Growing up in the emerging reality of the climate crisis is taking its toll on young people’s mental health. According to a global survey and peer-reviewed study soon to be published in Lancet Planetary Health, a scientific journal, 75% of young people think the future is frightening and 45% say climate concern negatively impacts their day.
The study, which claims to be the largest investigation to date into youth climate anxiety, surveyed 10,000 people aged 16-25 across 10 countries. Four of the countries were in the Global South (Brazil, India, Nigeria and the Philippines) and the remaining six were in the Global North (Australia, France, Finland, Portugal, the U.K. and the U.S.)
Levels of concern varied from country to country, tending to be higher in the Global South nations surveyed than in those in the Global North. When asked if their own family’s security would be threatened by climate change, for example, on average 65.5% of those in the South said yes, compared to 42% in the North.
The looming threats of the climate crisis—which include increased extreme weather and economic instability—are affecting how young people plan for their future, the survey suggests, with 39% of respondents saying they are hesitant to have their own children. The proportion reporting that hesitancy varied relatively little between countries, standing between 36% and 48% for all those surveyed, except Nigeria, an outlier on 22%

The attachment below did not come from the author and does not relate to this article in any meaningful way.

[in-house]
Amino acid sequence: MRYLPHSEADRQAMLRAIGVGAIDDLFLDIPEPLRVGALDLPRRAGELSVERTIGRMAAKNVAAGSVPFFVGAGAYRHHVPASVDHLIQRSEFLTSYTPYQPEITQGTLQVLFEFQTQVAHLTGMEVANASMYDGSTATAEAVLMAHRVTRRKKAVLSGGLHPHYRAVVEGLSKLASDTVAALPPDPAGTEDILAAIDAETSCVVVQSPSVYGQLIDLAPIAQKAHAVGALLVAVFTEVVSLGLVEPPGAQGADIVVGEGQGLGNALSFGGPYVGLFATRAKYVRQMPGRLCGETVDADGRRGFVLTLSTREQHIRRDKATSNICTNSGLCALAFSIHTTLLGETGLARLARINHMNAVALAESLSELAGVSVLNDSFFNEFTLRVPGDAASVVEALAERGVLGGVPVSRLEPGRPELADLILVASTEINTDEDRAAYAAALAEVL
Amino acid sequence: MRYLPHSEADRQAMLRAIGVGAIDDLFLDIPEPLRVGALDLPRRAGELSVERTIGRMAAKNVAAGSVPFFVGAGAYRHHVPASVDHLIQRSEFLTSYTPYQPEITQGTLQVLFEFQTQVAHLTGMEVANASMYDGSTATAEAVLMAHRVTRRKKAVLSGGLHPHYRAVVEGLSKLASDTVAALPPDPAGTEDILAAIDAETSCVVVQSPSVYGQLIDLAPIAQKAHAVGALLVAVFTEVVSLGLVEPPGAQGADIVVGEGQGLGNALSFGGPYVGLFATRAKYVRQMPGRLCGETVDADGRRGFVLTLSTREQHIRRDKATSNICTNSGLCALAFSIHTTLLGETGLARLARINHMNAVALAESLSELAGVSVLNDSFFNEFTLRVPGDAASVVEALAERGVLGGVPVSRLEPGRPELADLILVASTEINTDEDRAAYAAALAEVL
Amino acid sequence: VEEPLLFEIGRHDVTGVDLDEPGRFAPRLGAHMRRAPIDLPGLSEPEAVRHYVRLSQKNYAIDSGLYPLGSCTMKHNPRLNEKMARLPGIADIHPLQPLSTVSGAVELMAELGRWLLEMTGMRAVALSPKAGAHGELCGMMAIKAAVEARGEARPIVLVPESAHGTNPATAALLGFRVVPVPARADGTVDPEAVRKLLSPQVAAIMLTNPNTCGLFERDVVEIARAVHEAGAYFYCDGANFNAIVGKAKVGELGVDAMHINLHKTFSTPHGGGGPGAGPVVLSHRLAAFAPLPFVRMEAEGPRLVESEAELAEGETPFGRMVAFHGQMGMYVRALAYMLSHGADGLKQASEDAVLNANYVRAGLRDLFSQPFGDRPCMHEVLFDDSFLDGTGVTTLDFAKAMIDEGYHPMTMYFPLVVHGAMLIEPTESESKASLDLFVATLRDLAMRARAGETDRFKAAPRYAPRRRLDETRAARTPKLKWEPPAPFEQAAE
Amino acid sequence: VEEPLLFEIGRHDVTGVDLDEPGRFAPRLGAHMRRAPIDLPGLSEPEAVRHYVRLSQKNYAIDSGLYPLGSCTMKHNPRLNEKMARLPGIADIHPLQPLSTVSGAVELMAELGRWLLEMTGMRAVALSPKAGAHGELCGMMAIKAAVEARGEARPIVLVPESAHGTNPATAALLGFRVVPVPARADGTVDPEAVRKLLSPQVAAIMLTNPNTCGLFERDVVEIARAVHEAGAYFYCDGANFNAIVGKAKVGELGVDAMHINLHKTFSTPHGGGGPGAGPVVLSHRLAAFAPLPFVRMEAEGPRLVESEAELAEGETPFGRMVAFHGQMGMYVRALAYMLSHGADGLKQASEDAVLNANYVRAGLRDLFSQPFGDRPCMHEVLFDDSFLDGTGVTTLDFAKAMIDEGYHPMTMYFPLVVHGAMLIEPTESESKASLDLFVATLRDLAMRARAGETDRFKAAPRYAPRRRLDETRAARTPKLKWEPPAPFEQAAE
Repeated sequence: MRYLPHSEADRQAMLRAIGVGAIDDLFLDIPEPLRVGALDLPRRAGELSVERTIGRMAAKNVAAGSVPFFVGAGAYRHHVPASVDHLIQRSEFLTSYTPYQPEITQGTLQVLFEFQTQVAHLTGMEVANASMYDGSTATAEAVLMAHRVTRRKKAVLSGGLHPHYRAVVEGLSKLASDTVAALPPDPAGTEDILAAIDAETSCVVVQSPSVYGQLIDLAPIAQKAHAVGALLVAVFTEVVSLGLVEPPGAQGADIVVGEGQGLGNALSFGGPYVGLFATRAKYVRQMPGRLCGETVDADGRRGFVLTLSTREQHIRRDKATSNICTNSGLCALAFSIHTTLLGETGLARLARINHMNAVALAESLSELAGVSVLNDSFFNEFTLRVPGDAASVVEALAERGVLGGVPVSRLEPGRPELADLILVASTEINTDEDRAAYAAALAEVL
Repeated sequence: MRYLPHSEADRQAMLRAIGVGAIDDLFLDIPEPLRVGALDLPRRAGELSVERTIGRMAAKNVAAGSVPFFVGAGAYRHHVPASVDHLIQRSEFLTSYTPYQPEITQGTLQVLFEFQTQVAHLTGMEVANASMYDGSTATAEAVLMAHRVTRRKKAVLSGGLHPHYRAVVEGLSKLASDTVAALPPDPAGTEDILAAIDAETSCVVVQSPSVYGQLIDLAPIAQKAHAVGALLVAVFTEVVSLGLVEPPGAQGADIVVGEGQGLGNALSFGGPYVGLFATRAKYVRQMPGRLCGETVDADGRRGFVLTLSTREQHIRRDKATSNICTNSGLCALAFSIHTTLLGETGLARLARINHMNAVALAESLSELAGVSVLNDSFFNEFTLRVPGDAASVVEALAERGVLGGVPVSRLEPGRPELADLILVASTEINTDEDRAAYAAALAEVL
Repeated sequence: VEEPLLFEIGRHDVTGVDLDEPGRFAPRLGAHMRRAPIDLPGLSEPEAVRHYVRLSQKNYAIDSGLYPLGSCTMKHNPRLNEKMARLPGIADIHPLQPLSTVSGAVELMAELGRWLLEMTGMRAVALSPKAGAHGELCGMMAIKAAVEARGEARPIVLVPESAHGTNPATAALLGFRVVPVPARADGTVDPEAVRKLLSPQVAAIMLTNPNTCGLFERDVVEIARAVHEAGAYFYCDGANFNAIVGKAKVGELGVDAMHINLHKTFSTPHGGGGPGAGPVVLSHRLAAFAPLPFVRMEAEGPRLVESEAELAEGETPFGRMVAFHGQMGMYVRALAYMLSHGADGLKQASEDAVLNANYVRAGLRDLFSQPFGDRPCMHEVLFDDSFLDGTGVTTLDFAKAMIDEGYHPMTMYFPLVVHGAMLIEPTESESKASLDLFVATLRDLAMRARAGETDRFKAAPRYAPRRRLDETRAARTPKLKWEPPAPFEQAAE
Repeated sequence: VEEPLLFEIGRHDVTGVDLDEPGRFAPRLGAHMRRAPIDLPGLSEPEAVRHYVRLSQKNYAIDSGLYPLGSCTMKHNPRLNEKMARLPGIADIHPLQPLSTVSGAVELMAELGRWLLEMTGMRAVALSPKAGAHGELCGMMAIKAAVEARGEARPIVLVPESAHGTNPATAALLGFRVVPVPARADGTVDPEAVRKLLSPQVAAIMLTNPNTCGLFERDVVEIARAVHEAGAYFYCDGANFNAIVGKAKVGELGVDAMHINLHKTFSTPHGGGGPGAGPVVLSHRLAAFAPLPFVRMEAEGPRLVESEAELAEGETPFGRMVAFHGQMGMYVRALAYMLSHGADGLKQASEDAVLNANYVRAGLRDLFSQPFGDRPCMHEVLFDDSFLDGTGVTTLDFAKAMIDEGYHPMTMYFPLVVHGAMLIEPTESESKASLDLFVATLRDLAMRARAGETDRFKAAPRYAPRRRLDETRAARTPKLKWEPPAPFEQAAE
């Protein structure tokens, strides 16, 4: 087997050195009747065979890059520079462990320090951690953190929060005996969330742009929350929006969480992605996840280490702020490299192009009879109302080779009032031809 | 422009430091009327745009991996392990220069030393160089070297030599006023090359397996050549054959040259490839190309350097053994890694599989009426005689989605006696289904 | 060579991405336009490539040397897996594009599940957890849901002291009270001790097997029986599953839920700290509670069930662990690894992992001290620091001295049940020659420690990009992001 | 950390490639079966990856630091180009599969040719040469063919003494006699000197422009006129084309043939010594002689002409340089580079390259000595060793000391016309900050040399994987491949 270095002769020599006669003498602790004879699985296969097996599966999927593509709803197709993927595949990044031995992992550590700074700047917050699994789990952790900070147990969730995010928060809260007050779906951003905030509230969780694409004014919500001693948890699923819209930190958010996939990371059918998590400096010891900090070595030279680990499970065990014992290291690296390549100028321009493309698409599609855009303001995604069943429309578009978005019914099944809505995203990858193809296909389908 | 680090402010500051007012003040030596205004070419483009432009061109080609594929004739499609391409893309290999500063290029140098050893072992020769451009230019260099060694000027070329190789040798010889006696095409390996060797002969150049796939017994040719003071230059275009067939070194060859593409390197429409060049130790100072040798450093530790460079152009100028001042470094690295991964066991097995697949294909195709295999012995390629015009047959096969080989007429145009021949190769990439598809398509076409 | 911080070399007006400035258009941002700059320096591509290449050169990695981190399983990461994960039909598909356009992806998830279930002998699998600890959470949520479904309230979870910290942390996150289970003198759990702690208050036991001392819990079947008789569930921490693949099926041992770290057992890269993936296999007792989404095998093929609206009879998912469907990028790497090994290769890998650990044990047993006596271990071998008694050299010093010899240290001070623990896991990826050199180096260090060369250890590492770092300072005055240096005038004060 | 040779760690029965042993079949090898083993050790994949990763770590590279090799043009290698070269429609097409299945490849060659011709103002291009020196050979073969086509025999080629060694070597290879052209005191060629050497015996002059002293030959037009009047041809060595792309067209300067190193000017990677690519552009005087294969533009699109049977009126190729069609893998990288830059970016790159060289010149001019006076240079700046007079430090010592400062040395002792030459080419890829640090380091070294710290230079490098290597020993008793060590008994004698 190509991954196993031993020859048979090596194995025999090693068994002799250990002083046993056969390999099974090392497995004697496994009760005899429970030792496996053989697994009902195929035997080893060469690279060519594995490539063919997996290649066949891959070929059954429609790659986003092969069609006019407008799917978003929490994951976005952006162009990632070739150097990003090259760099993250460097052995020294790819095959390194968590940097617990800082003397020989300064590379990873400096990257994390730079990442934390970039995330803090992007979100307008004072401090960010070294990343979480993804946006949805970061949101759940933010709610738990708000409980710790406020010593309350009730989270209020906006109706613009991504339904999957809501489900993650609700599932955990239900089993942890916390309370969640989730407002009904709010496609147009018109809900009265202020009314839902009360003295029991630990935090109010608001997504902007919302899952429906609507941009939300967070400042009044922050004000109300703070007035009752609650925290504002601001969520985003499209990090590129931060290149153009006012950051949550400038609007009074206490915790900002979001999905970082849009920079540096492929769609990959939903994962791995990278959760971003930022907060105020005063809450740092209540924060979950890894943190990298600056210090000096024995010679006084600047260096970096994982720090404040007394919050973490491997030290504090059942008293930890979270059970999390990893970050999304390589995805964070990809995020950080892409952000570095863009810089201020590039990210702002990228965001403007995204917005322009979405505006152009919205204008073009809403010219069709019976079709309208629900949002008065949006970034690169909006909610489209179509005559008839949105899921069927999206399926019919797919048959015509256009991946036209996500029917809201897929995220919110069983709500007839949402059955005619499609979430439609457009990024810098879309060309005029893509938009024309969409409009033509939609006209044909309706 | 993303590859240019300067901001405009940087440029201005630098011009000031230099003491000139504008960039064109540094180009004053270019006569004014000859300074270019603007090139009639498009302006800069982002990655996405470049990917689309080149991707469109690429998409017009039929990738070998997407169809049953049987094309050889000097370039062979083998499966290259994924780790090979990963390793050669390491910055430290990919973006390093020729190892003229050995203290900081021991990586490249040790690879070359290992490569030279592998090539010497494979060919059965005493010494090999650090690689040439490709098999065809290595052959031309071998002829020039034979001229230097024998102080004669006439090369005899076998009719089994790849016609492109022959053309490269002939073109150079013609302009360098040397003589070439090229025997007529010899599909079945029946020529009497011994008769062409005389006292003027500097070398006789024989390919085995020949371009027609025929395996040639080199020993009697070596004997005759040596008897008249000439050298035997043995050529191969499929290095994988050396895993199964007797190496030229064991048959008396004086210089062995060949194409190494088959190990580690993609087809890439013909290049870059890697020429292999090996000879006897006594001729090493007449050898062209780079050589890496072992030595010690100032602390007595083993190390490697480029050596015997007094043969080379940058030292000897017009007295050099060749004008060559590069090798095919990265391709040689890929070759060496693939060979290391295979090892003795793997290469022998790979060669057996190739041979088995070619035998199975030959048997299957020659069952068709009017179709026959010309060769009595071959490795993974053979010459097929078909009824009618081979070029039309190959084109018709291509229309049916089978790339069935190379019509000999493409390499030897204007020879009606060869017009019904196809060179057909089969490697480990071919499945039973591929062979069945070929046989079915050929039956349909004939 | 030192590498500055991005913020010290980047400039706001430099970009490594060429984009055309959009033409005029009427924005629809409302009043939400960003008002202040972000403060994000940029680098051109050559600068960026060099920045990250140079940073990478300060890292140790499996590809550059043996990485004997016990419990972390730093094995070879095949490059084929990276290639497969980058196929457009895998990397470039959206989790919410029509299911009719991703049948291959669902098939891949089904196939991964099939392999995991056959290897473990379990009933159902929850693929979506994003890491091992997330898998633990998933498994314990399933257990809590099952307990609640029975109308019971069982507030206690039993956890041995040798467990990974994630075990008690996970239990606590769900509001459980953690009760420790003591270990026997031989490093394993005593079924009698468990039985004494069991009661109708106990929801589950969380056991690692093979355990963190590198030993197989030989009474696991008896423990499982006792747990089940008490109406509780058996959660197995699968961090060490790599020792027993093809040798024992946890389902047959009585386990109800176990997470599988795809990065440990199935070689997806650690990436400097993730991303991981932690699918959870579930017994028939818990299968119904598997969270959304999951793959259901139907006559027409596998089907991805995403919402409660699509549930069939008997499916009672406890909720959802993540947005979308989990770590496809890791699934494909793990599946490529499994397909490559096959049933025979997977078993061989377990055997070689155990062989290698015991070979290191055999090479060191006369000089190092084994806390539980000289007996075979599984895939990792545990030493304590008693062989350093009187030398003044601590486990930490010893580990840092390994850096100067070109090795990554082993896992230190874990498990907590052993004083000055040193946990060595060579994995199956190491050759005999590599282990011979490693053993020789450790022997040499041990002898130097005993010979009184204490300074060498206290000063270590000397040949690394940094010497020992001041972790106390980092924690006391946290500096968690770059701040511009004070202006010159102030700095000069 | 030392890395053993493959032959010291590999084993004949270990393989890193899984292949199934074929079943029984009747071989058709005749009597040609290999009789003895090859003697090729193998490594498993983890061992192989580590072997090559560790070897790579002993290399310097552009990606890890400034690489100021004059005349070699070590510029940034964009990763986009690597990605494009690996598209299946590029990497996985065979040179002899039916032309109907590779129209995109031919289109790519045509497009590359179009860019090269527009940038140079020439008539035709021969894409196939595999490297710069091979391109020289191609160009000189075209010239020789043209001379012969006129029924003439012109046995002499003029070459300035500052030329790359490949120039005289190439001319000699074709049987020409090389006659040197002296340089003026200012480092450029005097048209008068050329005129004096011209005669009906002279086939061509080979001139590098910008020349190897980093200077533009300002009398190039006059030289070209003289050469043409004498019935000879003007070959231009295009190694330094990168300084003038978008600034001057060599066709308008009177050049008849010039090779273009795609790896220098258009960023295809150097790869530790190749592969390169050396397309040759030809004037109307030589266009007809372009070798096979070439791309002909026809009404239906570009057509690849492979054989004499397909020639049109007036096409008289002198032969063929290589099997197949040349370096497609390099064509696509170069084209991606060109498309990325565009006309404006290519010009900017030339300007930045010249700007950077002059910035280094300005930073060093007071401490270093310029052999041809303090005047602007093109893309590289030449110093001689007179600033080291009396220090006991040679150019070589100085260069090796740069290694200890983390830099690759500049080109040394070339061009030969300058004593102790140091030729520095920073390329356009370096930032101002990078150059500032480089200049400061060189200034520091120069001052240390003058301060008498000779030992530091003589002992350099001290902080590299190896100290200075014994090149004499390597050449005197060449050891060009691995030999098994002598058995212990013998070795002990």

Young people were also asked about how they see governments’ responses to the climate crisis. Broadly speaking, governments have failed to reassure young people through their actions, per the study, with 64% of those surveyed saying officials are lying about the impact of the measures they are taking and 58% saying governments are betraying future generations.
In almost every category, negative feelings about the government’s climate response were most prevalent in Brazil, where President Jair Bolsonaro has overseen a dismantling of environmental protections since 2019. Respondents in Finland were the least likely to have a negative perception of their government’s actions, though even there, 47% believed the government was failing young people.